As residents of the world's fifth-largest wine-producing country, Argentineans clearly know their wine. Unfortunately for the rest of us, they love to drink it as well. Until fairly recently, only a trickle of the wine Argentina produced ever made it out of the country. Dancing the tango sure must make one thirsty.
Today, much Argentinean wine is simply too good to be kept secret-and it's often sold at bargain-basement prices, to boot.
Andes influence: Argentina's best wine-growing regions nestle up to the Andes, which provide plenty of irrigation water and a high-altitude climate featuring warm, sunny days and cool nights. With a nurturing environment like this, wine grapes simply couldn't have it any better.
Red rules: Red wines are by far the most consistent knockouts among Argentina's offerings. And this shouldn't be any surprise-what else would you be serving alongside the country's world-famous grass-fed beef?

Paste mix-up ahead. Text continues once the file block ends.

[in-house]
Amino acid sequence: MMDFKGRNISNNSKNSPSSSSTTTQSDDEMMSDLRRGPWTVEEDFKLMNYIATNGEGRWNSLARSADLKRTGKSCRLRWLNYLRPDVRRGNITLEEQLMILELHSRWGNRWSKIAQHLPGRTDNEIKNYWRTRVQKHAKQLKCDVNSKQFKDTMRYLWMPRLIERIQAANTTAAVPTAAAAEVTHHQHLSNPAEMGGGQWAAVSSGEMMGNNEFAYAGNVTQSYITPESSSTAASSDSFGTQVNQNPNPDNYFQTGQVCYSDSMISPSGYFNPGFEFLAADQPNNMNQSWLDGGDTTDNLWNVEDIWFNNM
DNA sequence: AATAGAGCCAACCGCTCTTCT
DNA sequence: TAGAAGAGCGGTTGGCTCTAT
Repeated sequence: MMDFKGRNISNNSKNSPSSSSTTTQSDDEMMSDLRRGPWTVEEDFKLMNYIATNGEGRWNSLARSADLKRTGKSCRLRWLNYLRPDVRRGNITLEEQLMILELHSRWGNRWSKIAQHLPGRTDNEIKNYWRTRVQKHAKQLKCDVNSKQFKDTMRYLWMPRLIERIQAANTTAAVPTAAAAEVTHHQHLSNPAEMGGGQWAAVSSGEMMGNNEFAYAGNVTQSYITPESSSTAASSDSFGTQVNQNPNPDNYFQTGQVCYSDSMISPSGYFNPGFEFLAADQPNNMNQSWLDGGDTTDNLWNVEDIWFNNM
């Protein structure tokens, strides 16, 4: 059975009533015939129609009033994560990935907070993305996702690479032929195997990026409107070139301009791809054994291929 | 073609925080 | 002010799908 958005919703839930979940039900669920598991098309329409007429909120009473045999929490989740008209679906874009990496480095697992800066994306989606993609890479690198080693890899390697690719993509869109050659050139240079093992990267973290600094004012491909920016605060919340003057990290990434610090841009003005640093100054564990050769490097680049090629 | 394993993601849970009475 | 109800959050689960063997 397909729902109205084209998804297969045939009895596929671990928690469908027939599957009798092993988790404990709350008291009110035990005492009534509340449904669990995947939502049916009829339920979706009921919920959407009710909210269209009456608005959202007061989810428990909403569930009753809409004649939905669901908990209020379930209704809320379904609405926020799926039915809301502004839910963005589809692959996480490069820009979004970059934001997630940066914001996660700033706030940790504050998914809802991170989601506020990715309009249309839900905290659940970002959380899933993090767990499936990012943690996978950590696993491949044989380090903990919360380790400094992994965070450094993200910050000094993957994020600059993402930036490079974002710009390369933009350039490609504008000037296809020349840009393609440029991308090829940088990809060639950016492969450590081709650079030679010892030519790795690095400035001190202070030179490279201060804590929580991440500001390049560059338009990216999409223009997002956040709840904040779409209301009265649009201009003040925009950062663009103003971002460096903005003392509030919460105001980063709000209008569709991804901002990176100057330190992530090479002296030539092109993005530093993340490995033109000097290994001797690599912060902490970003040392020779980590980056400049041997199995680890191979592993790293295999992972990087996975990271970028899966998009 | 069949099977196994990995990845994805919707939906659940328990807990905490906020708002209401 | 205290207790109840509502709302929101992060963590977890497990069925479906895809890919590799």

For Argentina's best reds, think Malbec, a southwestern French varietal that actually seems to do better in Argentina than France. Often no more than a minor blending grape in French wines, Malbec becomes rich and distinctive enough to stand on its own when grown in Argentina-particularly when it's grown in Mendoza, the country's top region. Cabernet Sauvignon also yields some fantastic wines, either on its own or as part of a blend with Malbec.
A unique white: Although reds are the biggest stars, the country is also home to a number of winning whites, including ever-popular Chardonnay. Most appealing of all though, might be a somewhat obscure variety called Torrontés. Aromatic, spicy, and sprightly bodied, give Torrontés a try when you're in the mood for something not only unusual, but uniquely Argentinean.